How Safe Are Americans with Disabilities?

How Safe Are Americans Disabilities Square

Overview

While people with disabilities make up nearly one-fifth of the U.S. population, they remain largely invisible to society at large, and victim response systems in particular. And despite growing public awareness of violent victimization, it excludes the victimization of people with disabilities, who are at particular risk of serious violent crime, including rape, sexual assault, robbery, and aggravated assault. As victims, people with disabilities face formidable barriers to getting related support. This brief provides basic information on disability in the United States. It explores what is known about violent victimization of people with disabilities and the factors that contribute to their higher risk of experiencing violent crime. It also explains the obstacles people with disabilities encounter when seeking access to the services and supports they need to heal. Finally, it stresses the limits of existing victim-service, human-service, and criminal justice systems, policies, and practices in responding to violence against people with disabilities.

Key Takeaway

To prevent, address, and end the violent victimization of people with disabilities, they themselves must be central in this effort. Policies and laws that don’t include the voices, experiences, and expertise of those most directly affected by violence will result in further harm and negative consequences to the detriment of people with disabilities.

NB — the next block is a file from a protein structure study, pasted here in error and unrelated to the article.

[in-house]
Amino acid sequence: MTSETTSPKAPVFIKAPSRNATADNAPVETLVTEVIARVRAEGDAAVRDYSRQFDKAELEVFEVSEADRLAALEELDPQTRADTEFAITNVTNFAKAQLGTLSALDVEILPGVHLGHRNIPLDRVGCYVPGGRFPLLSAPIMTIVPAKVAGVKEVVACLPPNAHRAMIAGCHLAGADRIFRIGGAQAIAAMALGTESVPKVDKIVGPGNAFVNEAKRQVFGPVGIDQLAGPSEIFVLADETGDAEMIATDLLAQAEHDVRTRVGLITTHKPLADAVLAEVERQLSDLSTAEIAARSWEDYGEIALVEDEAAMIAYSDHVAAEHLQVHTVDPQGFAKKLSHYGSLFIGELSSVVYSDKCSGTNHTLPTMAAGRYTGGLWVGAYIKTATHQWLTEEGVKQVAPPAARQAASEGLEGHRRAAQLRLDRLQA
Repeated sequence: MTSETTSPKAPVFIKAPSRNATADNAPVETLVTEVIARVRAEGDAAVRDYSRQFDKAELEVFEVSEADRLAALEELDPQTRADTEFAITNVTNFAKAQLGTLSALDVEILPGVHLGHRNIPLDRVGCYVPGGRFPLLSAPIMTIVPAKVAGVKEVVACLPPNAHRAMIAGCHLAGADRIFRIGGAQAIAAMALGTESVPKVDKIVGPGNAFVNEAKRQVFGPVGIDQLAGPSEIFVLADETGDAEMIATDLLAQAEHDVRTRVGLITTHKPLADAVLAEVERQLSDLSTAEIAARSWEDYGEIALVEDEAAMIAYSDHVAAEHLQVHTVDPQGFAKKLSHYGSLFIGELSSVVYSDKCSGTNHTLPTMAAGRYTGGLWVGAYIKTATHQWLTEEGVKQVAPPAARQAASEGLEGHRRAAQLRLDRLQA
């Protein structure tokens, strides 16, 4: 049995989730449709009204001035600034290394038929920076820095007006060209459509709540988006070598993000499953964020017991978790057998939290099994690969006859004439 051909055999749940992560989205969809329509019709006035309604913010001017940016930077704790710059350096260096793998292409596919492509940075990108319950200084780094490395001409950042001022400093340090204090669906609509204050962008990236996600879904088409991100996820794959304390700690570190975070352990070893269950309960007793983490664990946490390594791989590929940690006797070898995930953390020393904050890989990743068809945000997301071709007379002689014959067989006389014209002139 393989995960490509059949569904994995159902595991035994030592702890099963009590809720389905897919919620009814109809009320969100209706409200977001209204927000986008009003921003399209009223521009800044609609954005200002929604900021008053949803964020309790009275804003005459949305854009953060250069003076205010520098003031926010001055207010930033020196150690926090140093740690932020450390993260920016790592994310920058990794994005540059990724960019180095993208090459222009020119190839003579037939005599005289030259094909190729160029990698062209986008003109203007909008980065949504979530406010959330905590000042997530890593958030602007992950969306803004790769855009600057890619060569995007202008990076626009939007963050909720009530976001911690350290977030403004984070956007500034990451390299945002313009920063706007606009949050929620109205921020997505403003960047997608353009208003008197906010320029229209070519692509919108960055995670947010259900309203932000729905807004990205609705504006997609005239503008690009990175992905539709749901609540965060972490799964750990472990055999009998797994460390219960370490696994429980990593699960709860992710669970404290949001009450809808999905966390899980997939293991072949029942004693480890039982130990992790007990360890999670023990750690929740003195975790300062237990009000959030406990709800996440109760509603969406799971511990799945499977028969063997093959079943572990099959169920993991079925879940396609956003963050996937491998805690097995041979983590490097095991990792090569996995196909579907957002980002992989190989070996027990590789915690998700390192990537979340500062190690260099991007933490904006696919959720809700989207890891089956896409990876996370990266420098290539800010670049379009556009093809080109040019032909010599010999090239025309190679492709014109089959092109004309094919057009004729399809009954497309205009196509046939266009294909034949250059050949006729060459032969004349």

Publication Highlights

  • People with disabilities are among those most at risk of being victims of serious violent crime, including rape, sexual assault, robbery, and aggravated assault.

  • Many people lack knowledge and training about how to identify and respond to the unique dynamics and contexts that arise when disability and violence intersect.

  • Victims with disabilities face overwhelming accessibility barriers and systemic obstacles to getting help. While they are three times more likely than people without disabilities to experience violent victimization, only 13 percent received non-police victim services, according to the 2010–2014 National Crime Victimization Survey.

Key Facts

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